A Closer Look at The Differences Between Taekwondo and Brazilian Jiu-Jitsu

Some martial artists embark on a lifelong journey through a variety of styles. For many, in the United States in particular, that journey begins with Tae Kwon Do. Parents used to enroll their children primarily for purposes of self-defense, but over the years, more and more value has been attached to the character-building aspect of Tae Kwon Do.

However, in recent years, Brazilian Jiu-Jitsu schools have been growing in numbers. While BJJ may have once been a style that many young TKD students graduate to, the two have become equal, yet different, options for prospects and their parents. Whether TKD is your first style, or vice versa, it helps to know the difference.


It is common knowledge that the origins of Brazilian Jiu-Jitsu lie in ancient Japan. But did you know that the origins of Ju-Jitsu are believed to trace back to ancient monks of India? The modern style, however, started in the Sengoku period of Japan around the beginning of the 15th century.
The samurai will forever be associated with the sword, but what did these ancient warriors rely on when they found themselves unarmed? The answer is early Japanese jiu-jitsu. Their restrictive armor made it necessary to engage in close combat, with plenty of locking, throwing and strangling techniques. However, they also trained in striking martial arts, such as karate, which influenced Tae Kwon Do.

Jiu Jitsu eventually spawned several other styles, including Judo, which was created by Jigoro Kano, and was the basis for Brazilian Jiu-Jitsu. One of Kano’s students, Mitsuo Maeda, passed his knowledge on to the legendary Gracie family. These teachings evolved into the form of BJJ practiced by millions of people today.

Taekwondo is the national martial art of Korea, an Olympic sport that emerged from the country’s turbulent history with foreign invaders, such as Japan. Following World War II, Korea regained its independence from Japan, and its president, Syngman Rhee, applied a form of self-defense dating back to the ancient Korea, to the training of the South Korean army. Finally, in 1973, the World Taekwondo Federation was formed, which was partly responsible for the sport’s surge in popularity around the world.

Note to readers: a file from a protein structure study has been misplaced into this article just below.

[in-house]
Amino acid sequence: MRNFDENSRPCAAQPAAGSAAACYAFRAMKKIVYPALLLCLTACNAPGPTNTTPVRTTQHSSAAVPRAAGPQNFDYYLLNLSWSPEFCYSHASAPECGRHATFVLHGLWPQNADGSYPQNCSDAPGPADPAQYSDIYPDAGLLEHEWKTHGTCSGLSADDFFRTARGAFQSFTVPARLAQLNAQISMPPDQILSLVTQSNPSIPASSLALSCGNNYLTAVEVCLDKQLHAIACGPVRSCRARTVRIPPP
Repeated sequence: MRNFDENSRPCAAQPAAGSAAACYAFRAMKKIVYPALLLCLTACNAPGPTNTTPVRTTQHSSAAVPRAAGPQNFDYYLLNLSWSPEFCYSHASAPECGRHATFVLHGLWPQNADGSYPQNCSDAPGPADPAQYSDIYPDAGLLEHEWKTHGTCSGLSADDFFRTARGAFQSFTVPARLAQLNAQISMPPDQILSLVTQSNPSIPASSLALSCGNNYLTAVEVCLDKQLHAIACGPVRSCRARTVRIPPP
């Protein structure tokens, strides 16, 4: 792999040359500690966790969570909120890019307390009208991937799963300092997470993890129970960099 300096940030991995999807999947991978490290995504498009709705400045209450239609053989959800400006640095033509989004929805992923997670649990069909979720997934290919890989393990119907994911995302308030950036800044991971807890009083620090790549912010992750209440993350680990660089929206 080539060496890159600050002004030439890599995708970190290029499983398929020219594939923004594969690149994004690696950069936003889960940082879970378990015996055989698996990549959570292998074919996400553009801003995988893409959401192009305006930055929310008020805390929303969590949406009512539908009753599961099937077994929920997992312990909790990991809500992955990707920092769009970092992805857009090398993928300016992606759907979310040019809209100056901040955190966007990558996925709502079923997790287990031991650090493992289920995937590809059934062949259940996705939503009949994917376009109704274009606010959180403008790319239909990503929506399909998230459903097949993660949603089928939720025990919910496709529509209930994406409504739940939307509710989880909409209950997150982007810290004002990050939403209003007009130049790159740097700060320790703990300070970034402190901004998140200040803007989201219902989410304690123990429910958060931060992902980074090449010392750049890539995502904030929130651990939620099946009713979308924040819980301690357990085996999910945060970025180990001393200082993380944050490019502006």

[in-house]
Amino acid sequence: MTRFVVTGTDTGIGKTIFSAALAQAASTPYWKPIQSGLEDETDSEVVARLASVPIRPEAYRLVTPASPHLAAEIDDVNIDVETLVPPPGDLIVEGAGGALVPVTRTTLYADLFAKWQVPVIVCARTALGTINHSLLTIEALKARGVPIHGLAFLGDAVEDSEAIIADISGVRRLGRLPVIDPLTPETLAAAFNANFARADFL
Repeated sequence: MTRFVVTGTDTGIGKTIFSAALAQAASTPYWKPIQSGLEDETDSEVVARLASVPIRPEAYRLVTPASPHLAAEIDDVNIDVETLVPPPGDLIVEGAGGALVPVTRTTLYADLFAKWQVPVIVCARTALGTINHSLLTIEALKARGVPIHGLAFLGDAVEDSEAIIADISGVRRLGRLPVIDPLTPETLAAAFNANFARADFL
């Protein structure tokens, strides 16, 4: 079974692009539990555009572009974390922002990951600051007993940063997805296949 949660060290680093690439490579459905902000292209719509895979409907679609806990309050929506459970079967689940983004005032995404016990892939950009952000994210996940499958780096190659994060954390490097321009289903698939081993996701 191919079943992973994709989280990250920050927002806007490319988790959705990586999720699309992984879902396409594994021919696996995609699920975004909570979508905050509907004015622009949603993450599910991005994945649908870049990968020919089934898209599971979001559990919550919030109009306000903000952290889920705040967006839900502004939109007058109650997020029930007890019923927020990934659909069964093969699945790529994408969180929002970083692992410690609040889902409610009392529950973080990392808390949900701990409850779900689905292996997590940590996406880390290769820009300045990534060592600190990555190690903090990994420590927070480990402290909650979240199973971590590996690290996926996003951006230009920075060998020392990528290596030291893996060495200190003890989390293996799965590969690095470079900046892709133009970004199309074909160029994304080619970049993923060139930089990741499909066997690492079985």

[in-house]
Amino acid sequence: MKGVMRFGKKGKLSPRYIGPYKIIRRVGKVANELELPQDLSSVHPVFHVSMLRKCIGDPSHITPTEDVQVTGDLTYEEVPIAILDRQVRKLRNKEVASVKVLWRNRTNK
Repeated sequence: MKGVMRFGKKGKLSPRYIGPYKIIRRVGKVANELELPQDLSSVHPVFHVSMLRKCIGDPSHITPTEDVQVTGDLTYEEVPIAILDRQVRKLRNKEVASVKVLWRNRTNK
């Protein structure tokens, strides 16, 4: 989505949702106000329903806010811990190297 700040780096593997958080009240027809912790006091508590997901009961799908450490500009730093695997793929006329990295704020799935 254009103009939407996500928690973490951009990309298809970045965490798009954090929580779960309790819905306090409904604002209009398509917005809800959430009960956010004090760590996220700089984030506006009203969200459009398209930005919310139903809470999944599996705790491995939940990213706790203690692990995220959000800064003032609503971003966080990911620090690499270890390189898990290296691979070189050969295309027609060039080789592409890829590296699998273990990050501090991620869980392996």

The basic distinction between Tae Kwon Do and Brazilian Jiu-Jitsu is that the former focuses on kicking techniques while the other is more of a grappling martial art. BJJ involves a variety of submissions and takedowns. This includes joint locks, such as arm-bars, kimura, shoulder locks, and foot locks. There are choke holds, such as the rear naked choke, guillotine choke, triangle choke, and lapel chokes if you are wearing a Gi. Takedowns and throws borrowed from judo and wrestling are employed to force an opponent to the ground.

Taekwondo generally teaches a variety of kicks and punches but competitive TKD is almost entirely kicks. Blocks, punches, and ridge hands are used to set up front kicks and sidekicks, which are used to keep range and strike an opponent from a distance, or roundhouses, which are snapping kicks that strike the side of an opponent’s face or body with the instep of the foot. The most powerful kicks are spinning/jumping kicks which use momentum to deliver devastating attacks.


Both Brazilian Jiu-Jitsu and Taekwondo adhere to philosophies with their own basic tenets. The principles of BJJ are community, humility, empathy, and selflessness. Practitioners form a community and support one another, on and off the mat. They are taught to be humble and respect the abilities of others. By being aware of how their partners are feeling, they can help one another to constantly improve. This adds up to a sense of selflessness, a most admirable trait that puts others before oneself, to help those in need.

The five tenets of Taekwondo are self-control, perseverance, courtesy, integrity, and indomitable spirit. TKD practitioners take responsibility for their own actions. They set their mind on a goal and do not stop until they achieve it. Behavior toward others is based on respect, with an inner sense of right and wrong. Students of Taekwondo have the courage to stand up for what they know is right, no matter what.

Both martial arts are forms of unarmed combat, though in many TKD dojos, weapons are added to the curriculum. Both types of schools award students colored belts that signify rank, with black belt being the ultimate achievement. Your best bet, when deciding between the two, is to sample both, and attend an introductory class. The decision is win-win, as practicing either martial art will only lead to self-respect and self-actualization.

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